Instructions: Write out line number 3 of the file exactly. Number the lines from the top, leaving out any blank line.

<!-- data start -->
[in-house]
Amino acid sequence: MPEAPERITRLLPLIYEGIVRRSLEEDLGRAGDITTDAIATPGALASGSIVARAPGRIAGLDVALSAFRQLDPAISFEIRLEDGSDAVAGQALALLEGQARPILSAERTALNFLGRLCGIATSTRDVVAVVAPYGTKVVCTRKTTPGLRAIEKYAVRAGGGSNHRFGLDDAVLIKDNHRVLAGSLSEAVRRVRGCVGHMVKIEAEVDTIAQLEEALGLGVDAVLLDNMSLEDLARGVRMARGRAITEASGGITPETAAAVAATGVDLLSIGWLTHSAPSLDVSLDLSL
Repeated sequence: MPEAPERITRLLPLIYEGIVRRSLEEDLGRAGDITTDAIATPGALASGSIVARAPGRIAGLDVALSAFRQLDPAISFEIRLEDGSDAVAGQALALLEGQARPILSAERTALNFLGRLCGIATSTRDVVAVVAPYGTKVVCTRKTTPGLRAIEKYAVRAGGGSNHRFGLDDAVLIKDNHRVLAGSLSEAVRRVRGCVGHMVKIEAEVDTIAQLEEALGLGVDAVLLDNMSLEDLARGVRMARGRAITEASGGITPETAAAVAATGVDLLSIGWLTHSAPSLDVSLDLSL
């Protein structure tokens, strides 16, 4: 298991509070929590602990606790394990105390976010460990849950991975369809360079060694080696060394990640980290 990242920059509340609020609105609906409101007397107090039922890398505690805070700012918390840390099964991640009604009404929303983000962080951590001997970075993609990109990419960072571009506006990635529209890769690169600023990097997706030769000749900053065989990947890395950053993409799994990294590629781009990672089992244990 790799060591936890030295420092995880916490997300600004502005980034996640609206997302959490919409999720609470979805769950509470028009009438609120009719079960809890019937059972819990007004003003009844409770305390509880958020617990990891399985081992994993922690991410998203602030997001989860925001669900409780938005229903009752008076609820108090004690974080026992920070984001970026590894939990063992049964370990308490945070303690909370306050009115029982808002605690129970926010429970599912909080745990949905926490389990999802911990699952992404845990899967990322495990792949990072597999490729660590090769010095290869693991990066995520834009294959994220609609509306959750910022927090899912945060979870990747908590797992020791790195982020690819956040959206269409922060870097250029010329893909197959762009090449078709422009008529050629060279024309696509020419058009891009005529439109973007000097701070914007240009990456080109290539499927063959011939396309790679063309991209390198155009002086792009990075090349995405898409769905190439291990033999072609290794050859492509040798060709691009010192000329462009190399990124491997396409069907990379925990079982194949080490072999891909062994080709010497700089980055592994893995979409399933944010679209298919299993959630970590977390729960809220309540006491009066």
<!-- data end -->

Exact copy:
Repeated sequence: MPEAPERITRLLPLIYEGIVRRSLEEDLGRAGDITTDAIATPGALASGSIVARAPGRIAGLDVALSAFRQLDPAISFEIRLEDGSDAVAGQALALLEGQARPILSAERTALNFLGRLCGIATSTRDVVAVVAPYGTKVVCTRKTTPGLRAIEKYAVRAGGGSNHRFGLDDAVLIKDNHRVLAGSLSEAVRRVRGCVGHMVKIEAEVDTIAQLEEALGLGVDAVLLDNMSLEDLARGVRMARGRAITEASGGITPETAAAVAATGVDLLSIGWLTHSAPSLDVSLDLSL